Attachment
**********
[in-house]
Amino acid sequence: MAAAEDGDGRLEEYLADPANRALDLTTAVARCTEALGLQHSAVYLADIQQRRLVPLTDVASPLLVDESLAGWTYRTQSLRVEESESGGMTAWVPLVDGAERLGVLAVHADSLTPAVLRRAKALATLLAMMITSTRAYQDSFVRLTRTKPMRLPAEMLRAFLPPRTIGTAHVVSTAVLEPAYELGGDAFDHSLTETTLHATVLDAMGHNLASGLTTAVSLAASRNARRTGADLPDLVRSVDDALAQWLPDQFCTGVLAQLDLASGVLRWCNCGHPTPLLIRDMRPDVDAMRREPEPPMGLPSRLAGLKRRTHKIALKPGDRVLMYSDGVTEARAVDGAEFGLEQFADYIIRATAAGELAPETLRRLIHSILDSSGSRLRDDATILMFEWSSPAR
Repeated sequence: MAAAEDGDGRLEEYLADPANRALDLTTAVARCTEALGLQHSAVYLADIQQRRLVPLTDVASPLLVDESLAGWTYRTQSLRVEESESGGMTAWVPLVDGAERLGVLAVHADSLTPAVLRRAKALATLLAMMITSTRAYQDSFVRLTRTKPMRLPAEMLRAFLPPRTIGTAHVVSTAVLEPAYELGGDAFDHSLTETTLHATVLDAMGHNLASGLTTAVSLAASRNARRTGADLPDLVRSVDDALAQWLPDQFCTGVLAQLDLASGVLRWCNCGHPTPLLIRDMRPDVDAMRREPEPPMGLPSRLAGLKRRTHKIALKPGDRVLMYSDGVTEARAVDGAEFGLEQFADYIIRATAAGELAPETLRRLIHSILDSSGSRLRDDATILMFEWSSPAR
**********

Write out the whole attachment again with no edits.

[in-house]
Amino acid sequence: MAAAEDGDGRLEEYLADPANRALDLTTAVARCTEALGLQHSAVYLADIQQRRLVPLTDVASPLLVDESLAGWTYRTQSLRVEESESGGMTAWVPLVDGAERLGVLAVHADSLTPAVLRRAKALATLLAMMITSTRAYQDSFVRLTRTKPMRLPAEMLRAFLPPRTIGTAHVVSTAVLEPAYELGGDAFDHSLTETTLHATVLDAMGHNLASGLTTAVSLAASRNARRTGADLPDLVRSVDDALAQWLPDQFCTGVLAQLDLASGVLRWCNCGHPTPLLIRDMRPDVDAMRREPEPPMGLPSRLAGLKRRTHKIALKPGDRVLMYSDGVTEARAVDGAEFGLEQFADYIIRATAAGELAPETLRRLIHSILDSSGSRLRDDATILMFEWSSPAR
Repeated sequence: MAAAEDGDGRLEEYLADPANRALDLTTAVARCTEALGLQHSAVYLADIQQRRLVPLTDVASPLLVDESLAGWTYRTQSLRVEESESGGMTAWVPLVDGAERLGVLAVHADSLTPAVLRRAKALATLLAMMITSTRAYQDSFVRLTRTKPMRLPAEMLRAFLPPRTIGTAHVVSTAVLEPAYELGGDAFDHSLTETTLHATVLDAMGHNLASGLTTAVSLAASRNARRTGADLPDLVRSVDDALAQWLPDQFCTGVLAQLDLASGVLRWCNCGHPTPLLIRDMRPDVDAMRREPEPPMGLPSRLAGLKRRTHKIALKPGDRVLMYSDGVTEARAVDGAEFGLEQFADYIIRATAAGELAPETLRRLIHSILDSSGSRLRDDATILMFEWSSPAR